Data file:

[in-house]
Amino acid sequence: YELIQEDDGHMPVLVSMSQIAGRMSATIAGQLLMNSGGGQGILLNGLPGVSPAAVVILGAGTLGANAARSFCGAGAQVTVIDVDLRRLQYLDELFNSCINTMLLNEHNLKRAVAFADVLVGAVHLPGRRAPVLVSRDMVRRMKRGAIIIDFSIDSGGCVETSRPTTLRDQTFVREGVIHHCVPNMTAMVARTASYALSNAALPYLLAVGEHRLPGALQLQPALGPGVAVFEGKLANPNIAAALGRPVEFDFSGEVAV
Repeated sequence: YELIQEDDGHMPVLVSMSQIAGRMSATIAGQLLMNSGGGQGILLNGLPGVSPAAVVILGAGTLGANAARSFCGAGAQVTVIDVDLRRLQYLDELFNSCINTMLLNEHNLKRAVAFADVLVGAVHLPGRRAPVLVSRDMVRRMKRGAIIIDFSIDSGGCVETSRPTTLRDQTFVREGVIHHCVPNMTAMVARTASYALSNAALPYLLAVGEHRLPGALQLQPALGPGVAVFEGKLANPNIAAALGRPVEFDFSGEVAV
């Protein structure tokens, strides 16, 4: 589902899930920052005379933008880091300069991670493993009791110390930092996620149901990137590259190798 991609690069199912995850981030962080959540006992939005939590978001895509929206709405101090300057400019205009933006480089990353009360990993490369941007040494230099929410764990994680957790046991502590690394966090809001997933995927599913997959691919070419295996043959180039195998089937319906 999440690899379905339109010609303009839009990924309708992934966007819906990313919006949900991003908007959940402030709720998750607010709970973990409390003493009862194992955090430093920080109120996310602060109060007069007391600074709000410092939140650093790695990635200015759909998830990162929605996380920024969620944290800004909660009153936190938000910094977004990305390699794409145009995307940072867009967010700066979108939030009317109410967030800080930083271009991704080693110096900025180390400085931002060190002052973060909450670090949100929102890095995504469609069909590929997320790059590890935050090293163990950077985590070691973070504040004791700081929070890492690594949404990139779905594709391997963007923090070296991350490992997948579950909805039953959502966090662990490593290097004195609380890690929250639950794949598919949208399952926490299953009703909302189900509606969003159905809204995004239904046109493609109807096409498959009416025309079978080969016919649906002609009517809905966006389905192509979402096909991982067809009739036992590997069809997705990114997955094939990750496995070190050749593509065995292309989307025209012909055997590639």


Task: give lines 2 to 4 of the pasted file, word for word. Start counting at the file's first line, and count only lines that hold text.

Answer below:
Amino acid sequence: YELIQEDDGHMPVLVSMSQIAGRMSATIAGQLLMNSGGGQGILLNGLPGVSPAAVVILGAGTLGANAARSFCGAGAQVTVIDVDLRRLQYLDELFNSCINTMLLNEHNLKRAVAFADVLVGAVHLPGRRAPVLVSRDMVRRMKRGAIIIDFSIDSGGCVETSRPTTLRDQTFVREGVIHHCVPNMTAMVARTASYALSNAALPYLLAVGEHRLPGALQLQPALGPGVAVFEGKLANPNIAAALGRPVEFDFSGEVAV
Repeated sequence: YELIQEDDGHMPVLVSMSQIAGRMSATIAGQLLMNSGGGQGILLNGLPGVSPAAVVILGAGTLGANAARSFCGAGAQVTVIDVDLRRLQYLDELFNSCINTMLLNEHNLKRAVAFADVLVGAVHLPGRRAPVLVSRDMVRRMKRGAIIIDFSIDSGGCVETSRPTTLRDQTFVREGVIHHCVPNMTAMVARTASYALSNAALPYLLAVGEHRLPGALQLQPALGPGVAVFEGKLANPNIAAALGRPVEFDFSGEVAV
């Protein structure tokens, strides 16, 4: 589902899930920052005379933008880091300069991670493993009791110390930092996620149901990137590259190798 991609690069199912995850981030962080959540006992939005939590978001895509929206709405101090300057400019205009933006480089990353009360990993490369941007040494230099929410764990994680957790046991502590690394966090809001997933995927599913997959691919070419295996043959180039195998089937319906 999440690899379905339109010609303009839009990924309708992934966007819906990313919006949900991003908007959940402030709720998750607010709970973990409390003493009862194992955090430093920080109120996310602060109060007069007391600074709000410092939140650093790695990635200015759909998830990162929605996380920024969620944290800004909660009153936190938000910094977004990305390699794409145009995307940072867009967010700066979108939030009317109410967030800080930083271009991704080693110096900025180390400085931002060190002052973060909450670090949100929102890095995504469609069909590929997320790059590890935050090293163990950077985590070691973070504040004791700081929070890492690594949404990139779905594709391997963007923090070296991350490992997948579950909805039953959502966090662990490593290097004195609380890690929250639950794949598919949208399952926490299953009703909302189900509606969003159905809204995004239904046109493609109807096409498959009416025309079978080969016919649906002609009517809905966006389905192509979402096909991982067809009739036992590997069809997705990114997955094939990750496995070190050749593509065995292309989307025209012909055997590639």